kp said...

I would also support that!

Those hospitals are just magnificent!

Jac o' the North said...

These findings show that many people in north Wales came there from north west England. A good thing? Well, just remember that among these incomers will be those adding to the rich street life of Rhyl, Prestayn and similar places.

Also remember that this is based on telephone calls, and then remember how much of north Wales is 'served' from Chester and other places by all manner of utilities, government departments and other bodies. Similarly for Shrewsbury, and throw in hospitals and other services.

As devolution progresses all this will change. The flotsam and jetsam of north west England will no longer be dumped in Wales; we shall no longer be encouraging the halt, the lame and the elderly to move here; and the Chester-Shrewsbury syndrome will be tackled by making it clear that anyone hoping to make money in Wales will base themselves here and create jobs.

If this doesn't happen then devolution will have failed and independence will be the only option left.

the outsider said...

I am glad that there isn't a motorway through Snowdonia as per Red Flag's suggestion.

Anonymous said...

"the outsider said...I am glad that there isn't a motorway through Snowdonia as per Red Flag's suggestion."

Why? They've built them through the Lake District. the Scottish highlands and other scenic places and they are barely visible. You can hardly claim it's because it's scenic - there's a bloody cafe up Snowdon and a railway and you would only notice it for the most part of you were above it. Hell we even celebrate our castles and they were actually built by an invader to subjegate, tax and enslave us.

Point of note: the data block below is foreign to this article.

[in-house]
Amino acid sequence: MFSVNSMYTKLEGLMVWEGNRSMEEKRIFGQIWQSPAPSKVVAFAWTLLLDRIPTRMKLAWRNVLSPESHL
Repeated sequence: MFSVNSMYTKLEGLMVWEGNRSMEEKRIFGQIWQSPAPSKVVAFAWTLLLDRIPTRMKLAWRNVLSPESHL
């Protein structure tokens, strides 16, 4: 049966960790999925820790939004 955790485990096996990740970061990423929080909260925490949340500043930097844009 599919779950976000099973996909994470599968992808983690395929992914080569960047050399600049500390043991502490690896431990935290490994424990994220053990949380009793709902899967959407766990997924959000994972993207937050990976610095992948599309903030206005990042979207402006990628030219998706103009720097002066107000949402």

I think it's a grand idea. Unless Wales is opened up and connected North-South and East-West there is no reason at all for business of any sort to come here - there simply is no point. It will be left behind and dumped where it deserves to be - in the bin of history whilst the rest of the UK cracks on and rightfully ignores it.

It's not what Wales thinks that's important - in fact it's barely relevant. It's what we are trying to attract here that's important. Don't give them what they want - bloody decent modern and capable infrastructure - then they will look elsewhere and they would be idiots not to. We have to offer better infrastructure than everywhere else, not what we currently offer - lower than average wages.

Try driving from Holyhead to Cardiff - it's a bloody joke.

Anonymous said...

Lots of anti-English ravings belies the fact they provide a substantial proportion of our public money and support the tourism industry. A reality check please before this devolution nonsense grows and we continue to be a third world nation.

kp said...

Independence for Wales would be a terrific idea.

Not only would the English no longer have to support us, we'd be forced to compete against the English, Scots, and Irish for every single pound of inward investment.

Guess what, we'd have to become to more English than the English! And then we really would be on the road to building our own nation! Just like the Irish did!

Bring it on!

Anonymous said...

KP, except the Irish "road building" was 85% EU funded but the road building in the economic sense was that of the Irish pussycat and not a Celtic Tiger.

kp said...

The point I am trying to make is that no-one is going to invest in North Wales if we continue to make it difficult for them.

We should try to become the 'country of choice' for inward investment from the US, China and India.

Work on this!

the outsider said...

and I don't think the EU has any more money for roads just now either in Wales or Ireland. And our Government can't even afford to keep a coastguard station open, apparently. And who exactly is going to lend money to an independent Welsh nation?
The investors have got what they want today - a fixed market for electricity. Who said the Tories believed in the unadulterated workings of the free market? But at least Anglesey stands a better chance of getting it's new nuke power station now.